More money and more personnel but also new challenges from rising rivals in the western Pacific, Europe and the Persian Gulf. More changes to your leadership inside the Navy and at the Pentagon. And more innovations that promise to transform the ways the nation’s premier maritime service recruits, trains and retains its sailors.
Sailors, to usher in the new year we’re counting down the 19 stories we think you should monitor in 2019.
Here come 19, 18, 17 and 16, so buckle up!
19. GI Bill changes
Earlier this year, the Pentagon changed the rules for troops who want to transfer their Post-9/11 GI Bill benefits to their dependents.
Most notably, the new policy will end transfers for service members who have been in uniform longer than 16 years, starting in July 2019.
It also immediately put an end to previous exceptions that have allowed certain service members with more than 10 years in uniform to transfer the benefit without committing to serve four more years, including those who were unable to continue serving because of mandatory retirement or high-year tenure.
DoD officials have said the changes are “to more closely align the transferability benefit with its purpose as a recruiting and retention incentive.”
Officials said the policy change will impact about 9 percent of the total force.
The changes have been hotly contested by lawmakers and veteran advocates, and, after pushback, Defense Secretary Jim Mattis announced in September that none of the changes would apply to wounded warriors.
Active-duty sailors who have earned a Purple Heart are now allowed to transfer their Post-9/11 GI Bill benefits to their family members whenever they want.
More recently, Sen. Cory Booker, a New Jersey Democrat, has introduced legislation to scrap DoD’s changes altogether and open GI Bill transfer to veterans who did not have dependents while on active duty.
Meanwhile, long-serving sailors who want to transfer their GI Bill benefits to a spouse or child should plan on doing so before the July deadline kicks in.
18. A better tape test
The Pentagon expects to decide on changes to the dreaded tape test by next summer, potentially overhauling one of the main ways it evaluates sailors’ fitness and body composition.
For more than a year, the Defense Department has been working with the services on ways to better calculate the body fat composition of service members, which for a generation has mainly involved a tape test that relies on several key measurements of body size and height-weight proportions.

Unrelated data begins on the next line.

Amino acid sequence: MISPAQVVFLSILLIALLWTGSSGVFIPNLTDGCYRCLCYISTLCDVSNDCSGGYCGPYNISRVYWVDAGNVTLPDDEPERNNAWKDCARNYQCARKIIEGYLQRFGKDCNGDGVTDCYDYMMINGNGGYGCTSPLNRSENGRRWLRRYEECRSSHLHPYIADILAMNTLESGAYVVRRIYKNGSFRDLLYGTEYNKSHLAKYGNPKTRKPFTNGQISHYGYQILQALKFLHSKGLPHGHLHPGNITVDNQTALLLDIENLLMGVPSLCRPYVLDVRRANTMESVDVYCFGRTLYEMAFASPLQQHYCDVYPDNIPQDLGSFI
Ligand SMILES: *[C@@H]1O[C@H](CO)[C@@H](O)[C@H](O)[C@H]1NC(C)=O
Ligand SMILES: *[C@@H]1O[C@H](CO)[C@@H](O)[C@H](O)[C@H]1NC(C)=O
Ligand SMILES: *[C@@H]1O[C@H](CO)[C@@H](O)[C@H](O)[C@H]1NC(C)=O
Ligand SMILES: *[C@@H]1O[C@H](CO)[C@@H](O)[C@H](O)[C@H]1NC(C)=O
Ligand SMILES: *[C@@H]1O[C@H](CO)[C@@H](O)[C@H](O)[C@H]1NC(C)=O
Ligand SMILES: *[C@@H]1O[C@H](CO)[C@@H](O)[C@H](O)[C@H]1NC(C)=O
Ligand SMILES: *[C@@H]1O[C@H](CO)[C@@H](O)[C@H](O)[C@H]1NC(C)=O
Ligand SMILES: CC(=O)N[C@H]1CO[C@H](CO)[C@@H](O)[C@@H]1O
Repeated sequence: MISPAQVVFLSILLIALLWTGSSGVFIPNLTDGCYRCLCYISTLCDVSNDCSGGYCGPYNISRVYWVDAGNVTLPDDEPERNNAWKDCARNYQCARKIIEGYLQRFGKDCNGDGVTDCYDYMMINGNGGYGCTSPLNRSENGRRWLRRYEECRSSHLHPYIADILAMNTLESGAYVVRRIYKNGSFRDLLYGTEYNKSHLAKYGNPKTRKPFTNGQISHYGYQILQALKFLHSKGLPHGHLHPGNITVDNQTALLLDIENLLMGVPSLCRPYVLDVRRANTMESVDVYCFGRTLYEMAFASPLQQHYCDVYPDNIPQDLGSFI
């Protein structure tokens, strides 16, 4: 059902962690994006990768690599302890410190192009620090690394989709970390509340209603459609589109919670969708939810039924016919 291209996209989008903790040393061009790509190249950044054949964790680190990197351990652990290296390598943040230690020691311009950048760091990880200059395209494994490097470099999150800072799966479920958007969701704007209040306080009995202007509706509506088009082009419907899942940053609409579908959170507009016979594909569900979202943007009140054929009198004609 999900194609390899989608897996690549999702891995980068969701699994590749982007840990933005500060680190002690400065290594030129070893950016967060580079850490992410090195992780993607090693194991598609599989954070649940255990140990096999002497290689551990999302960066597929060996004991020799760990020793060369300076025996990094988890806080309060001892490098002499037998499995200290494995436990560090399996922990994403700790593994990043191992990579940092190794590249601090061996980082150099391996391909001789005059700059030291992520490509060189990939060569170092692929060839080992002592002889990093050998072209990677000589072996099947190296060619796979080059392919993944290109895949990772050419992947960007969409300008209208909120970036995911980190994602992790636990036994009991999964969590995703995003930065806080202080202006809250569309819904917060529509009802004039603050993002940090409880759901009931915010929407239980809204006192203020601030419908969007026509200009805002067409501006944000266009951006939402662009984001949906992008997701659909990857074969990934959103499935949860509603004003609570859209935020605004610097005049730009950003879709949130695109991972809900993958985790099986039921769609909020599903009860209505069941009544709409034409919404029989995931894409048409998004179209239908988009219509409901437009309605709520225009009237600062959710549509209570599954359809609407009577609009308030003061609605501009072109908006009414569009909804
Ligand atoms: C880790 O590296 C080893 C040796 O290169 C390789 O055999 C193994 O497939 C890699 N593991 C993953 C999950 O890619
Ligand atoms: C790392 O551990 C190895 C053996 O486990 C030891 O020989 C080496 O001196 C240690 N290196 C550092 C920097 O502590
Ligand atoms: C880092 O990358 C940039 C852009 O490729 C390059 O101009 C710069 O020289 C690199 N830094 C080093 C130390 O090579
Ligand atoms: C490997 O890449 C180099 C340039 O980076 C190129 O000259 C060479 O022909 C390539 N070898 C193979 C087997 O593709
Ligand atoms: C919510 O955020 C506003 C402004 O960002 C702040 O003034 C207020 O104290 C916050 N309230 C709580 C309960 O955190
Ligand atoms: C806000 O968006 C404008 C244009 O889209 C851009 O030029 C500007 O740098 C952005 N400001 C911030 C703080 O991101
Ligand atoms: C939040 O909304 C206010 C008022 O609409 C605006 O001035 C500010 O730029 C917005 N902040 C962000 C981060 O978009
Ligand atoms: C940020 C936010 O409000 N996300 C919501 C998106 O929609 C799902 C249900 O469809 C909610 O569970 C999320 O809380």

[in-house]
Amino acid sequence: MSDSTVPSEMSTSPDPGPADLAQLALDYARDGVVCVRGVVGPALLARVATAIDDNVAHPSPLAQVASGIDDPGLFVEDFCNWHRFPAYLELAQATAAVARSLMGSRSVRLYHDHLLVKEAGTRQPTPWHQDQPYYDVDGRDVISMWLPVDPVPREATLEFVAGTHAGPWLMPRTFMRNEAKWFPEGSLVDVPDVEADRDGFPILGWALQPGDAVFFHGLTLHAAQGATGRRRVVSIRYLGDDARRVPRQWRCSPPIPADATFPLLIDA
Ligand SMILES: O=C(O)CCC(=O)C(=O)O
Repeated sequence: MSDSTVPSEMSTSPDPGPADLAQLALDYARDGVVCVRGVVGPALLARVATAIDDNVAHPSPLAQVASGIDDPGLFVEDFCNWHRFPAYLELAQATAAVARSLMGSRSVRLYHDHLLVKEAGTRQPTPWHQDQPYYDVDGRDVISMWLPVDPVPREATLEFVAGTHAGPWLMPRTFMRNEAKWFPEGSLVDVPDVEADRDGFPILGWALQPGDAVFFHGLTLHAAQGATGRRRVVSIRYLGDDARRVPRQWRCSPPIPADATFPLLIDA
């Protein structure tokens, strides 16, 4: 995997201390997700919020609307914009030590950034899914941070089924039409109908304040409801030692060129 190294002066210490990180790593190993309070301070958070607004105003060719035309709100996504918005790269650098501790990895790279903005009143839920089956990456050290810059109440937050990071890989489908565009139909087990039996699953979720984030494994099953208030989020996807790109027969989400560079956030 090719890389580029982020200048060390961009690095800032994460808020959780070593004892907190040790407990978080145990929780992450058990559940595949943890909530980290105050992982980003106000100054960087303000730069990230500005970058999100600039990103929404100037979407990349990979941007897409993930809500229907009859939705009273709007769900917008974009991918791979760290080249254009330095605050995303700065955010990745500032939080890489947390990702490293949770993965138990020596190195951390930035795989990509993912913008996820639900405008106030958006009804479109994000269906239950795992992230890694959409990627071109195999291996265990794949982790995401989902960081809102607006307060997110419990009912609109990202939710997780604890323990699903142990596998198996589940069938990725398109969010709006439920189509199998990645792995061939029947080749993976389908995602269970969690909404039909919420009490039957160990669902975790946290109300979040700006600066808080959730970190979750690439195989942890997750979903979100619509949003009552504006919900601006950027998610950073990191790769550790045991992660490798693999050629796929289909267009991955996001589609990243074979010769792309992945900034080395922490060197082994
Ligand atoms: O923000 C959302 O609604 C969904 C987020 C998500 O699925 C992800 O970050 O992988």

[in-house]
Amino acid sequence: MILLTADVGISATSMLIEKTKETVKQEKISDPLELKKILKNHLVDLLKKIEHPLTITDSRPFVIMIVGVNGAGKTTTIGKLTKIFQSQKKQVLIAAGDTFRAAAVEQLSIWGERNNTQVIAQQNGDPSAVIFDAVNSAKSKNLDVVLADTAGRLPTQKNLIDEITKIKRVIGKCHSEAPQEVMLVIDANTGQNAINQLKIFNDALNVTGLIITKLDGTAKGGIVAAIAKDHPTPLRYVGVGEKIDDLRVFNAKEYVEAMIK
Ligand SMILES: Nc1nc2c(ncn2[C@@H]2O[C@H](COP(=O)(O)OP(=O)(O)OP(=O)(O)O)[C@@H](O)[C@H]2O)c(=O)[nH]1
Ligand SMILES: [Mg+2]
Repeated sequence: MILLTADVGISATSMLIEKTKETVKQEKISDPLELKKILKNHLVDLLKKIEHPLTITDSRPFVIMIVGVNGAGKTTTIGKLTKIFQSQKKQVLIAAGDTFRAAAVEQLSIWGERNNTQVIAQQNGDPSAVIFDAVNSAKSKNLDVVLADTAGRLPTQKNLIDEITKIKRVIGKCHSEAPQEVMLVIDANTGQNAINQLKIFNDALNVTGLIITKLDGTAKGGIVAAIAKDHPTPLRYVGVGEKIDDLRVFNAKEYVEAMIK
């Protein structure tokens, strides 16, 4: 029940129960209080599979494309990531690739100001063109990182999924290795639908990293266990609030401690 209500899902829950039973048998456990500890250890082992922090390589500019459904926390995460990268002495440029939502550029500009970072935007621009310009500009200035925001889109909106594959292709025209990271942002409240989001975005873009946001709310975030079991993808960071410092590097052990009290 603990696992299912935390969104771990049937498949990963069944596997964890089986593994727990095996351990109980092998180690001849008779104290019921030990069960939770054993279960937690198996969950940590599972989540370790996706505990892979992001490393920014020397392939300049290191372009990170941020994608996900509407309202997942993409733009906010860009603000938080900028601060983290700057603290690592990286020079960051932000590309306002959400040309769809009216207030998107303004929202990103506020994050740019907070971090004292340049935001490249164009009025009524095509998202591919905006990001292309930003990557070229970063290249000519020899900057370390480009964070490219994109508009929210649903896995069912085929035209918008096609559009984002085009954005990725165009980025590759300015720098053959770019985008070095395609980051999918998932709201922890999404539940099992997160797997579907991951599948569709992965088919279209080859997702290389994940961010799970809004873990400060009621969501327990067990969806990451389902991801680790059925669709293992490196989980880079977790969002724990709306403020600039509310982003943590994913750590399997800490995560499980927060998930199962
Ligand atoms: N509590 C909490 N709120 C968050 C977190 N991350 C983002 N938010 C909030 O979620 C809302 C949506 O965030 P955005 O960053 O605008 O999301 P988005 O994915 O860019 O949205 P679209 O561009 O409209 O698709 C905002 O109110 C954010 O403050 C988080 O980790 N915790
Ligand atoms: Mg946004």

The tape test has been widely criticized as an inaccurate method that unfairly penalizes people with certain body types.
Failure to meet the services’ body composition standards can result in involuntary separation.
“The department is actively working closely with the services on this issue and we expect to have results we can discuss in late spring or early summer,” said Pentagon spokeswoman Lt. Col. Carla Gleason.
Other options could include using MRIs, water displacement or CT scans, methods that are more accurate but also more costly and gobble up more time.
17. LinkedIn, for the Navy
The Navy is expected to debut a new “Detailing Marketplace” system in mid-2019, with sailors in some ratings getting the chance to negotiate orders and assignment perks on their smartphones and desktop devices.
Describing it as “LinkedIn for the Navy,” Vice Adm. Bob Burke, the Navy’s top personnel officer told Navy Times that it’s all part of an ongoing effort to string multiple personnel databases together to better guide sailors through their careers.
“It will know who the sailor is and have the ability to use that information to help them better manage their careers,” Burke said.
The Navy spent the latter half of 2018 testing the new technology on both desktop and mobile devices for the aerographer’s mate rating, what Burke called a “war game” to try out the new technology.
Burke said that the Navy has been using “real data and sailors will be able to test functions and negotiate for money, advance to vacancy, geographic stability, educational opportunities — all those things — just as if they’re doing it for real.”
Officials are gathering data from the ongoing tests to refine the system for 2019.
“Major muscle movement parts will be in place April or May 2019 to support this,” Burke said. “Then we’ll commence a rating-by-rating rollout because we won’t be able to do it all at once as that would just be too difficult.”
16. An end to the uniform madness
Nearly two decades of uniform changes should end in October of 2019 when the “Blueberry” Navy Working Uniform will no longer be authorized for wear.
That’s also the date when all sailors will be required to own and maintain two sets of the green Type III uniform.
The transition officially started Oct. 1, 2017 when recruits were issued new uniforms at boot camp in Great Lakes. By early 2018, the Navy Exchange announced it was scrapping a phased two-year roll out for the uniform and made it available in every shop.
All sailors will see the second year of a two-year plus-up in their annual clothing replacement allowances to pay for the uniforms.
Still undecided is what sailors will wear at sea. The Navy began issuing the new “Improved Fire Retardant Variant” coveralls this year. Considered command-issued “organizational clothing,” Big Navy foots the bill.
But officials say that 84 percent of sailors in fleet focus groups demanded a two-piece version to wear. Initial testing of the prototype ended in September and drew poor reviews, with many sailors advocating for a fire retardant NWU Type III style of uniform.
Navy leaders will make up their minds in 2019.